The latest round of cuts in Britain's military spending should be welcomed by all who want to restore sanity to a world filled with the horrors of mass slaughter in Afghanistan and Iraq, drones in Pakistan, torture in Abu Ghraib, al-Qaida terrorism in London and New York, murder in Ain Amenas, "extraordinary rendition" and the Guantanamo Bay concentration camp.
Britain will play no constructive part in ridding the world of such atrocities for as long as successive governments act as US side-kicks with an itchy finger on the trigger whenever British or US big business interests are threatened anywhere in the world.
Unfortunately, these latest cuts are largely illusory in terms of Britain's real military capacity.
Of course, armed forces personnel will be thrown on the scrapheap as required, in line with Britain's imperialist military traditions. The footsoldiers are always expendable.
But plenty of public money will still be found to pay handsome profits to corrupt and inefficient armaments manufacturers for new jets, missiles and the like.
Britain officially spends about £37 billion a year on what is euphemistically known as "defence," which represents 2.3 per cent of our gross domestic product.
The real figure, taking depreciation and "special reserve" funds into account, is closer to £46bn.
Over the next few years, the official military budget is due to fall to £31bn, although an extra £4bn will be drawn from the special reserve to fund ongoing commitments in Afghanistan and elsewhere. Indeed, Prime Minister David Cameron has declared his enthusiasm for more intervention in northern Africa, backed as ever by Labour defence spokesman Jim Murphy.
Then we can add the cost of renewing or replacing Britain's Trident nuclear weapons system at a total cost of around £100bn.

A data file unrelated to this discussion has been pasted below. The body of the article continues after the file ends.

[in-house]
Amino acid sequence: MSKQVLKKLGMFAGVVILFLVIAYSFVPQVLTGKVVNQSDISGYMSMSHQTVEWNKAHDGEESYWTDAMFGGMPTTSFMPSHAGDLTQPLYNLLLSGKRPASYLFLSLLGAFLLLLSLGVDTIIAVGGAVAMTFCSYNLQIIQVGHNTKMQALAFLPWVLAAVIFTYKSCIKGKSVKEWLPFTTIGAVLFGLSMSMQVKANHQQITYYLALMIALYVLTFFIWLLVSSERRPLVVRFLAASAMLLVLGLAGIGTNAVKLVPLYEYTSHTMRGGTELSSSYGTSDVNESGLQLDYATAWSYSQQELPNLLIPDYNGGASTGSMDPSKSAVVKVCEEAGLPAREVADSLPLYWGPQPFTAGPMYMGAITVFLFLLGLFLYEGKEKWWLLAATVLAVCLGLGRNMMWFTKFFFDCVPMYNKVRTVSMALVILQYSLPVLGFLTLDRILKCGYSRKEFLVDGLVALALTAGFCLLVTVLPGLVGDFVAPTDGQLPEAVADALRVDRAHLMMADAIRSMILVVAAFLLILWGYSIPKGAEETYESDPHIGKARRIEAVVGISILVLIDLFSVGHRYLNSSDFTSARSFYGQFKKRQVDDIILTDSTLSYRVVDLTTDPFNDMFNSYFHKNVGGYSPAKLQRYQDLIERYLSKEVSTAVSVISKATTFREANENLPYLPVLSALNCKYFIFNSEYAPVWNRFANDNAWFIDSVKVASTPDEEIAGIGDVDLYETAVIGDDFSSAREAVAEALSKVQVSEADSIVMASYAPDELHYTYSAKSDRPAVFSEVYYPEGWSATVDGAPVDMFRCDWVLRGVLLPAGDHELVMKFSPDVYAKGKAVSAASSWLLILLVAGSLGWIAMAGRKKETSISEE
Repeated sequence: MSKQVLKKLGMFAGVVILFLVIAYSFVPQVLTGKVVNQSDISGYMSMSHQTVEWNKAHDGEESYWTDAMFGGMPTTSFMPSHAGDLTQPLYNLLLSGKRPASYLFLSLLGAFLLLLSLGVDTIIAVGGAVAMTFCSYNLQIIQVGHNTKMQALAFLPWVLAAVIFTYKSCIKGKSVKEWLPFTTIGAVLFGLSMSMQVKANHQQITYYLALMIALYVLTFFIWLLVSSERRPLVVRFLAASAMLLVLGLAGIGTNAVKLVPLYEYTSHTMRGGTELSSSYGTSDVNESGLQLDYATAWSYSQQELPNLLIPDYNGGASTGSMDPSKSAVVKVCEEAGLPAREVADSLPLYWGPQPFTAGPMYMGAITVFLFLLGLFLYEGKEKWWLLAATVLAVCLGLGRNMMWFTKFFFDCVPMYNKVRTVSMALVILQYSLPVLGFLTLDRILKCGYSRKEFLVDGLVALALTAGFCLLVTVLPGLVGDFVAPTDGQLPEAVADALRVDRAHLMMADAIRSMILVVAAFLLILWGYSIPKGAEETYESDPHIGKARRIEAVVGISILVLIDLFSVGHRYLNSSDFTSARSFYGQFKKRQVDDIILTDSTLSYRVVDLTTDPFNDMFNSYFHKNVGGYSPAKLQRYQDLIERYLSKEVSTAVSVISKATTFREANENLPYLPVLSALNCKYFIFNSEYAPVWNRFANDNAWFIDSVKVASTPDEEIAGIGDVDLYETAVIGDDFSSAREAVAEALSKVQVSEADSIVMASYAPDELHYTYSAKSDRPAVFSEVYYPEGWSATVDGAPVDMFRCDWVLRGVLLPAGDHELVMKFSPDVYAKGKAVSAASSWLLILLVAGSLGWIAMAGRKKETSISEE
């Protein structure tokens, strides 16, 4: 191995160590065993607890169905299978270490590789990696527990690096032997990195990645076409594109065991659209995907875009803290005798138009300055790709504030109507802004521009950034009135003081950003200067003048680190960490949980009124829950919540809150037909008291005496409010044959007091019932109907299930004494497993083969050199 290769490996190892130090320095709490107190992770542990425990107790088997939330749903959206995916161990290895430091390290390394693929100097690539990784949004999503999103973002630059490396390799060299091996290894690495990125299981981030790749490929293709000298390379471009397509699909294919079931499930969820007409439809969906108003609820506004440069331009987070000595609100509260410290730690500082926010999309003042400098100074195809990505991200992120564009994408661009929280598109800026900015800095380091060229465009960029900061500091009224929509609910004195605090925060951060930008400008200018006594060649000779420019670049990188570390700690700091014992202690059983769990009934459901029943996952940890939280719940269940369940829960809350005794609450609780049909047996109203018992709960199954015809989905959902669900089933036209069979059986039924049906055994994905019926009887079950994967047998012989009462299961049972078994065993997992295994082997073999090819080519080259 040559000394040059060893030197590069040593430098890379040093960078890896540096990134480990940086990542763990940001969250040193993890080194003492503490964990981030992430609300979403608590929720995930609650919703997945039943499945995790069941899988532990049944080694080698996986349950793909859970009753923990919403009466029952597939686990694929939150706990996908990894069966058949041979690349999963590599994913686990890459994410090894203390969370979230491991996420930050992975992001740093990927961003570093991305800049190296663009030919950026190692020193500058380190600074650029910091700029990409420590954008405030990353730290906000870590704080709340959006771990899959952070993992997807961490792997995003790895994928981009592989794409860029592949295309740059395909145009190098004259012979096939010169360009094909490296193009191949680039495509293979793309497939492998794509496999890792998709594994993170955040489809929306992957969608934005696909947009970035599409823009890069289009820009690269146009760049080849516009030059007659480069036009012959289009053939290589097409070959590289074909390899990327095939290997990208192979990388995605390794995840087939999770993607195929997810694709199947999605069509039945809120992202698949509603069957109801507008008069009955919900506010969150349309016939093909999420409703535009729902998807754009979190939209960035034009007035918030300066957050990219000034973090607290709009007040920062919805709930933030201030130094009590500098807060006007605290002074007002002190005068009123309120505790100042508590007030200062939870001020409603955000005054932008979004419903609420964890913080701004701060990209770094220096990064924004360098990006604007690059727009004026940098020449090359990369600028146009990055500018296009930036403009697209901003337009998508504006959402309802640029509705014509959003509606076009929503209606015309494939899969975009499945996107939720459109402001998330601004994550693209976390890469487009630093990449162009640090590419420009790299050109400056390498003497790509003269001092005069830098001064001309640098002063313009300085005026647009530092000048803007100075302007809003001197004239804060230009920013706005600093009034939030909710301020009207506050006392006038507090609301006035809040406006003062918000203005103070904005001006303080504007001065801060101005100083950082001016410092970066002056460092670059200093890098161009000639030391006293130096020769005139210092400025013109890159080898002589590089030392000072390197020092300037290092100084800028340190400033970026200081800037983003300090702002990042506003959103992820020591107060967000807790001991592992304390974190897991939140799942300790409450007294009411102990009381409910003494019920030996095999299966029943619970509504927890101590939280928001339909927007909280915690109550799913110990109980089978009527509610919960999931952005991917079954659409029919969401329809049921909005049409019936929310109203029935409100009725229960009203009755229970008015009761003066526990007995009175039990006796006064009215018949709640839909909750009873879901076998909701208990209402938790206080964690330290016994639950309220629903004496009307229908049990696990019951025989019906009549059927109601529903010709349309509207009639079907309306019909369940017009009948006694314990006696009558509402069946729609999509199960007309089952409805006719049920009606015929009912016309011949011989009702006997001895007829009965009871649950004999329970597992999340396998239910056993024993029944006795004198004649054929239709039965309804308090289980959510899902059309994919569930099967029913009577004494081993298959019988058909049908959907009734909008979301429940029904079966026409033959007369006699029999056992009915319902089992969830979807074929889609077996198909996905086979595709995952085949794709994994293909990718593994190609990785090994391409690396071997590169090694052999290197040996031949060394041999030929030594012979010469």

It's not yet clear how that will help sort out troublesome natives in Africa or the Middle East.
On the other hand, were Cameron and our pocket field-marshal and Foreign Secretary William Hague to drop the swaggering pretensions and spend no more of our GDP on the military than, say, Germany, Britain would be reducing its arms expenditure by £18bn this year instead of some £700m.
Now, that would be worth celebrating.
Instead of Prince Harry going to Afghanistan to shoot Afghan peasants, he could stay at home and shoot British pheasants - at least until that's outlawed as well.
Unite the union is right to call for a Leveson-style inquiry into the whole murky world of company blacklisting.
Trade unionists have long known about the activities of the Economic League, Caprim Ltd and more recently the Consulting Association in providing information to subscribers who want to exclude trade union activists, socialists and communists from employment.
The scale of these operations has been enormous, involving not only dozens of construction companies but also some Britain's biggest employers in the banking, armaments, transport, steel, cement, brewing and food and drink sectors.
Even today, despite some improvements in data protection law, there is insufficient protection against this vile, underhand violation of democratic and human rights - hence the current civil prosecution of construction companies by victimised workers instead of a criminal one.
An open, free-ranging inquiry would also help reveal how the blacklisters have been helped by the Special Branch and other forces of the state to compile their lists.
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